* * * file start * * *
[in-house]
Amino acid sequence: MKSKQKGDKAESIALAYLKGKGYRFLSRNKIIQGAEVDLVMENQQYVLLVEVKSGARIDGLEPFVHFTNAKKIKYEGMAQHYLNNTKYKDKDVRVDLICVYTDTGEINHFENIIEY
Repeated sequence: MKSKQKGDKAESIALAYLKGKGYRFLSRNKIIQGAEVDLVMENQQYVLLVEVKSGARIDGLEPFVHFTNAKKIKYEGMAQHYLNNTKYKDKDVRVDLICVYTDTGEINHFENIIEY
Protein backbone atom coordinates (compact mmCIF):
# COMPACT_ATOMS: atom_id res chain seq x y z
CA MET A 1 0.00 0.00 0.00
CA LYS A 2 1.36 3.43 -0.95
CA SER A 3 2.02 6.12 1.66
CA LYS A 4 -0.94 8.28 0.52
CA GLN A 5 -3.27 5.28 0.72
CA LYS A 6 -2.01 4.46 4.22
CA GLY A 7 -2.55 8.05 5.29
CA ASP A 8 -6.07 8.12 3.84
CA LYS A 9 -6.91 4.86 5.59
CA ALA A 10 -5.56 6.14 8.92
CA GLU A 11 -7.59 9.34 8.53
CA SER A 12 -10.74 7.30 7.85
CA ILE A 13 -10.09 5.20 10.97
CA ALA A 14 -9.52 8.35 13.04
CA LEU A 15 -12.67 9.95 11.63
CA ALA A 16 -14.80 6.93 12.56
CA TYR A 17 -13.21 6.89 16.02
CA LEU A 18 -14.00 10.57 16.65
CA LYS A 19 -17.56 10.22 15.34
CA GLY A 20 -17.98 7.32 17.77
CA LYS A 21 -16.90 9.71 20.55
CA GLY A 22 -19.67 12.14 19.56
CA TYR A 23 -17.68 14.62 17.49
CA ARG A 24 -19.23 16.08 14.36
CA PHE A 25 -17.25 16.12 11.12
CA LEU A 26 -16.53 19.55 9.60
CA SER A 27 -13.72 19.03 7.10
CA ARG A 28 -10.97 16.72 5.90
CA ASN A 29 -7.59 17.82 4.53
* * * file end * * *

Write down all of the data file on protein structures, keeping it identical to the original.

[in-house]
Amino acid sequence: MKSKQKGDKAESIALAYLKGKGYRFLSRNKIIQGAEVDLVMENQQYVLLVEVKSGARIDGLEPFVHFTNAKKIKYEGMAQHYLNNTKYKDKDVRVDLICVYTDTGEINHFENIIEY
Repeated sequence: MKSKQKGDKAESIALAYLKGKGYRFLSRNKIIQGAEVDLVMENQQYVLLVEVKSGARIDGLEPFVHFTNAKKIKYEGMAQHYLNNTKYKDKDVRVDLICVYTDTGEINHFENIIEY
Protein backbone atom coordinates (compact mmCIF):
# COMPACT_ATOMS: atom_id res chain seq x y z
CA MET A 1 0.00 0.00 0.00
CA LYS A 2 1.36 3.43 -0.95
CA SER A 3 2.02 6.12 1.66
CA LYS A 4 -0.94 8.28 0.52
CA GLN A 5 -3.27 5.28 0.72
CA LYS A 6 -2.01 4.46 4.22
CA GLY A 7 -2.55 8.05 5.29
CA ASP A 8 -6.07 8.12 3.84
CA LYS A 9 -6.91 4.86 5.59
CA ALA A 10 -5.56 6.14 8.92
CA GLU A 11 -7.59 9.34 8.53
CA SER A 12 -10.74 7.30 7.85
CA ILE A 13 -10.09 5.20 10.97
CA ALA A 14 -9.52 8.35 13.04
CA LEU A 15 -12.67 9.95 11.63
CA ALA A 16 -14.80 6.93 12.56
CA TYR A 17 -13.21 6.89 16.02
CA LEU A 18 -14.00 10.57 16.65
CA LYS A 19 -17.56 10.22 15.34
CA GLY A 20 -17.98 7.32 17.77
CA LYS A 21 -16.90 9.71 20.55
CA GLY A 22 -19.67 12.14 19.56
CA TYR A 23 -17.68 14.62 17.49
CA ARG A 24 -19.23 16.08 14.36
CA PHE A 25 -17.25 16.12 11.12
CA LEU A 26 -16.53 19.55 9.60
CA SER A 27 -13.72 19.03 7.10
CA ARG A 28 -10.97 16.72 5.90
CA ASN A 29 -7.59 17.82 4.53